Tag Archive | Tornado Insurance

Insurance Topics In the News (4/24-4/30)

Bystanders look at storm damage in Tuscaloosa, Alabama, Wednesday, after a strong tornado moved through the city. (Dusty Compton/The Tuscaloosa News/AP)


Three Tornadoes Tear Across Northern Arizona. Are You Prepared?

From Yahoo News:

BELLEMONT, Ariz. – Two tornadoes touched down in northern Arizona early Wednesday (10/6), derailing 28 cars of a parked freight train, blowing semis off the highway and smashing out the windows of dozens of homes. A third touched down later, but there were no immediate reports of damage or injuries.

Associated Press

Fifteen homes were so badly damaged that they were uninhabitable and the estimated 30 people who lived in them were evacuated. About 30 RVs were damaged at a business in Bellemont that sells the vehicles and runs a campground for RVs.

No serious injuries or deaths were reported.

Tornadoes Happen Every Year. Are You Prepared?

In an average year, 800 tornadoes are reported nationwide. Oftentimes, homes and businesses close to a tornado are damaged or destroyed by wind, rain and flying debris. Property Insurance covers repairs or rebuilding costs for windstorm or hail perils. Be sure to review your policy for detailed coverage explanations.

Take Action to Reduce Damage

You can’t make your home or business tornado-proof, but you can take steps that improve the odds of surviving the high winds. You may want to call on professionals for the more technical jobs.

  • Start at the top—your roof. Fix any areas that need repair. If you are planning to replace your roof, select materials that are designed to withstand high wind.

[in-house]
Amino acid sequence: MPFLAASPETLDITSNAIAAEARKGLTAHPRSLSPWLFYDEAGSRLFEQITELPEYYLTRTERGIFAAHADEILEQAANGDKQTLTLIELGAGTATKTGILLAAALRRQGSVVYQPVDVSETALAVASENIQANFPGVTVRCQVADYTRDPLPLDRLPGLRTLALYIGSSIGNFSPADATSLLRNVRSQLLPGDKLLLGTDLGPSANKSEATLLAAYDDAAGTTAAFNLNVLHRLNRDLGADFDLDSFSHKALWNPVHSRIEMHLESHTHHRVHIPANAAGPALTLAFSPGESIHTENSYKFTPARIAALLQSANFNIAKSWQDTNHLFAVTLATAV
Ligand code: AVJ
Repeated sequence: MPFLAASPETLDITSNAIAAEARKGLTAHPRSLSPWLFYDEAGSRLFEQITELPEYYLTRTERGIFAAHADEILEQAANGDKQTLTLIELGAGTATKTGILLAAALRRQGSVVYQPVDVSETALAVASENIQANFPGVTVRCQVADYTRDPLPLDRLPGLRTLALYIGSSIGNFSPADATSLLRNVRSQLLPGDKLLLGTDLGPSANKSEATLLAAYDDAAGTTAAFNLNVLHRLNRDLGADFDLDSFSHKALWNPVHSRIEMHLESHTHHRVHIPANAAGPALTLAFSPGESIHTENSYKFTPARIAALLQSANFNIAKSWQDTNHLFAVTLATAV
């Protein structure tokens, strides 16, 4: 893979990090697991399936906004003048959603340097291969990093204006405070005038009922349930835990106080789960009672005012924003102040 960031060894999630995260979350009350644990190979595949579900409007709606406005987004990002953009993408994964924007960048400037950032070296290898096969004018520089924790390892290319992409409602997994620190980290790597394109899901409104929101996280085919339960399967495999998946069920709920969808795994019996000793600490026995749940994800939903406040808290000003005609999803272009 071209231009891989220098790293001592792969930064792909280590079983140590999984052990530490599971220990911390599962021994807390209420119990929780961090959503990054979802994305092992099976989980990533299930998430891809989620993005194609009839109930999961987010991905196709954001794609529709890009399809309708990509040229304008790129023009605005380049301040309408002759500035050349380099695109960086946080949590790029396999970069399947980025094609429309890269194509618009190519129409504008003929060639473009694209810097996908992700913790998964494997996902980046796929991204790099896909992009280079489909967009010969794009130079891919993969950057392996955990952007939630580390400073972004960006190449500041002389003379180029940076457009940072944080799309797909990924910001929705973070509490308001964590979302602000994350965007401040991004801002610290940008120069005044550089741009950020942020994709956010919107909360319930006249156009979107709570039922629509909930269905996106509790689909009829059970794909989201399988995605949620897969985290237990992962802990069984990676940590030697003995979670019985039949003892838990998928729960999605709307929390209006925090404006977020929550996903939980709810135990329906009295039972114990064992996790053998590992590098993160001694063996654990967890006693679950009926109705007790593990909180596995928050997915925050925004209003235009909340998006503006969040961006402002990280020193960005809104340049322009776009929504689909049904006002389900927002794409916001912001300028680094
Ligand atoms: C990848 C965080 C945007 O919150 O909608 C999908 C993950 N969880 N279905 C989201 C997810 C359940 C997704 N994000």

• If you are planning to replace your windows, select impact-resistant window systems, which have a much better chance of surviving a major windstorm.
  • Anchor door frames securely to wall framing. Make certain your doors have at least three hinges and a deadbolt security lock with a bolt at least one inch long.

If a Tornado is Headed Your Way

  • If you are in a building, move to an underground shelter, or interior room or hallway on the lowest floor.
  • Stay away from windows and corners.
  • If you’re in your car, get out immediately and find safe shelter or lie flat in a ditch. Do not take shelter under an overpass or bridge.
  • Flying debris causes most injuries and fatalities, so use your arms to protect your head and neck.

Resources and information courtesy of Safeco Insurance


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